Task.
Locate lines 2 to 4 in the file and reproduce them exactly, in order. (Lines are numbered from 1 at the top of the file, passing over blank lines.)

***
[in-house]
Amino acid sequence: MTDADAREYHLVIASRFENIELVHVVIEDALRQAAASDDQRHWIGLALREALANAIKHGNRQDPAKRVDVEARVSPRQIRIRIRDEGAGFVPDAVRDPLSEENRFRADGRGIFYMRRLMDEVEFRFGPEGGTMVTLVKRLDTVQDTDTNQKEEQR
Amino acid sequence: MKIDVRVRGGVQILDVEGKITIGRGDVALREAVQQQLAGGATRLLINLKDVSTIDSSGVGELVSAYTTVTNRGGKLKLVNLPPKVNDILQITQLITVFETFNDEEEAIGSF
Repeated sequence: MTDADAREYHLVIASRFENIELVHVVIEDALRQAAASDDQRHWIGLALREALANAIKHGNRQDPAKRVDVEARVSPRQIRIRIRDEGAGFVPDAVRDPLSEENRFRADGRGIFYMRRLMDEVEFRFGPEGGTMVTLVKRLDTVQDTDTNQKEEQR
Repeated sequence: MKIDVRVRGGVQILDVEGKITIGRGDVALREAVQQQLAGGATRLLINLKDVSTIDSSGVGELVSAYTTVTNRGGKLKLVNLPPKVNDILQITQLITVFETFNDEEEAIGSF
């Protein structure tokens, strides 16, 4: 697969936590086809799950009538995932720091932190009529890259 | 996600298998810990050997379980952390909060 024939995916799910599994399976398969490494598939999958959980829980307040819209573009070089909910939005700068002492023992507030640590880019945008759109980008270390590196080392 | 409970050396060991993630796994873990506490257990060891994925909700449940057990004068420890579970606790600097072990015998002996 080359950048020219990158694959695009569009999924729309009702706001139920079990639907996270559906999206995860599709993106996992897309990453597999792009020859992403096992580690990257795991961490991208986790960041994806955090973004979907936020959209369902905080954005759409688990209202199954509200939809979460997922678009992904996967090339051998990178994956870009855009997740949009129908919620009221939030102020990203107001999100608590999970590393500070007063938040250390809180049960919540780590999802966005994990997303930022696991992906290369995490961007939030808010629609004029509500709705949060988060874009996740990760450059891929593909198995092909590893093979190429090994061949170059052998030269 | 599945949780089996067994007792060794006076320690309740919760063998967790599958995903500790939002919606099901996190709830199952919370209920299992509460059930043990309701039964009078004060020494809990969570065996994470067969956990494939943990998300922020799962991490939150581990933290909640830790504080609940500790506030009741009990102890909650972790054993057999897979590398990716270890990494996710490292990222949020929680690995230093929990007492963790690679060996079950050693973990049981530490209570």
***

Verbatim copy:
Amino acid sequence: MTDADAREYHLVIASRFENIELVHVVIEDALRQAAASDDQRHWIGLALREALANAIKHGNRQDPAKRVDVEARVSPRQIRIRIRDEGAGFVPDAVRDPLSEENRFRADGRGIFYMRRLMDEVEFRFGPEGGTMVTLVKRLDTVQDTDTNQKEEQR
Amino acid sequence: MKIDVRVRGGVQILDVEGKITIGRGDVALREAVQQQLAGGATRLLINLKDVSTIDSSGVGELVSAYTTVTNRGGKLKLVNLPPKVNDILQITQLITVFETFNDEEEAIGSF
Repeated sequence: MTDADAREYHLVIASRFENIELVHVVIEDALRQAAASDDQRHWIGLALREALANAIKHGNRQDPAKRVDVEARVSPRQIRIRIRDEGAGFVPDAVRDPLSEENRFRADGRGIFYMRRLMDEVEFRFGPEGGTMVTLVKRLDTVQDTDTNQKEEQR